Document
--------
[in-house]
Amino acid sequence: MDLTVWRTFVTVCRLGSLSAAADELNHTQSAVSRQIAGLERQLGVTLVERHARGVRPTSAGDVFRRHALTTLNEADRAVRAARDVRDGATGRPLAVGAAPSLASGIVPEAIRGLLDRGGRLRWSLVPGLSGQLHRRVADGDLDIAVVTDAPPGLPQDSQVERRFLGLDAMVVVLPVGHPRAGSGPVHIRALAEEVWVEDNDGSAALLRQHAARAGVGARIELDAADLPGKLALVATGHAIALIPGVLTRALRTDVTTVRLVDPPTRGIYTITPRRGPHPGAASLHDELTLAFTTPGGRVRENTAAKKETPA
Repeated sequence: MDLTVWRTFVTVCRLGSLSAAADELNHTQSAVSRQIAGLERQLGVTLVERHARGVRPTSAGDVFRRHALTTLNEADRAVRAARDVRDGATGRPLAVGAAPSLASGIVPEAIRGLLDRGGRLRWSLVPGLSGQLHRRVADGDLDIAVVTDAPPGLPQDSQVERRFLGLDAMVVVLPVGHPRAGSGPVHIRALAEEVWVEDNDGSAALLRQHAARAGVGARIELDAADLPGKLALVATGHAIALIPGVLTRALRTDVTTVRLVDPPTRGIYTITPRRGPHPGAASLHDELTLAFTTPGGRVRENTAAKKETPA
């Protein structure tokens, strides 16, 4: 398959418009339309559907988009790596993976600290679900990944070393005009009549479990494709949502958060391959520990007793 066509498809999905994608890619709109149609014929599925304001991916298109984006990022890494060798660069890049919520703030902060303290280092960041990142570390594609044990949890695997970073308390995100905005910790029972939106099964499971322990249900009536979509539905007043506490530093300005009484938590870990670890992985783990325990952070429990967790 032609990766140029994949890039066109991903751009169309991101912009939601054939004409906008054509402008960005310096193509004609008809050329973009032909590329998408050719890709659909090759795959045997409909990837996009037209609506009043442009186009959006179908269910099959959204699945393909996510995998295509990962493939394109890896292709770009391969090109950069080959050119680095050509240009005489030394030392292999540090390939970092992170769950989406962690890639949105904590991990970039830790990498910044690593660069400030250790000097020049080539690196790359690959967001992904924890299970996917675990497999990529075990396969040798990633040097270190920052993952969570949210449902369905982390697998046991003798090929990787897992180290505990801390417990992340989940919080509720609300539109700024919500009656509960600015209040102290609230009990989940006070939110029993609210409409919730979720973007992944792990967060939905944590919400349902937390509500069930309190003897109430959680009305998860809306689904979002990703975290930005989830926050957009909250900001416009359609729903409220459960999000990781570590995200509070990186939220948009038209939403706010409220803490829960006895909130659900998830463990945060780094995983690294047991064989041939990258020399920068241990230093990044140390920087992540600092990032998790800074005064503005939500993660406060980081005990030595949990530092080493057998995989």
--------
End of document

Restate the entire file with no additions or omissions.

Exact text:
[in-house]
Amino acid sequence: MDLTVWRTFVTVCRLGSLSAAADELNHTQSAVSRQIAGLERQLGVTLVERHARGVRPTSAGDVFRRHALTTLNEADRAVRAARDVRDGATGRPLAVGAAPSLASGIVPEAIRGLLDRGGRLRWSLVPGLSGQLHRRVADGDLDIAVVTDAPPGLPQDSQVERRFLGLDAMVVVLPVGHPRAGSGPVHIRALAEEVWVEDNDGSAALLRQHAARAGVGARIELDAADLPGKLALVATGHAIALIPGVLTRALRTDVTTVRLVDPPTRGIYTITPRRGPHPGAASLHDELTLAFTTPGGRVRENTAAKKETPA
Repeated sequence: MDLTVWRTFVTVCRLGSLSAAADELNHTQSAVSRQIAGLERQLGVTLVERHARGVRPTSAGDVFRRHALTTLNEADRAVRAARDVRDGATGRPLAVGAAPSLASGIVPEAIRGLLDRGGRLRWSLVPGLSGQLHRRVADGDLDIAVVTDAPPGLPQDSQVERRFLGLDAMVVVLPVGHPRAGSGPVHIRALAEEVWVEDNDGSAALLRQHAARAGVGARIELDAADLPGKLALVATGHAIALIPGVLTRALRTDVTTVRLVDPPTRGIYTITPRRGPHPGAASLHDELTLAFTTPGGRVRENTAAKKETPA
């Protein structure tokens, strides 16, 4: 398959418009339309559907988009790596993976600290679900990944070393005009009549479990494709949502958060391959520990007793 066509498809999905994608890619709109149609014929599925304001991916298109984006990022890494060798660069890049919520703030902060303290280092960041990142570390594609044990949890695997970073308390995100905005910790029972939106099964499971322990249900009536979509539905007043506490530093300005009484938590870990670890992985783990325990952070429990967790 032609990766140029994949890039066109991903751009169309991101912009939601054939004409906008054509402008960005310096193509004609008809050329973009032909590329998408050719890709659909090759795959045997409909990837996009037209609506009043442009186009959006179908269910099959959204699945393909996510995998295509990962493939394109890896292709770009391969090109950069080959050119680095050509240009005489030394030392292999540090390939970092992170769950989406962690890639949105904590991990970039830790990498910044690593660069400030250790000097020049080539690196790359690959967001992904924890299970996917675990497999990529075990396969040798990633040097270190920052993952969570949210449902369905982390697998046991003798090929990787897992180290505990801390417990992340989940919080509720609300539109700024919500009656509960600015209040102290609230009990989940006070939110029993609210409409919730979720973007992944792990967060939905944590919400349902937390509500069930309190003897109430959680009305998860809306689904979002990703975290930005989830926050957009909250900001416009359609729903409220459960999000990781570590995200509070990186939220948009038209939403706010409220803490829960006895909130659900998830463990945060780094995983690294047991064989041939990258020399920068241990230093990044140390920087992540600092990032998790800074005064503005939500993660406060980081005990030595949990530092080493057998995989």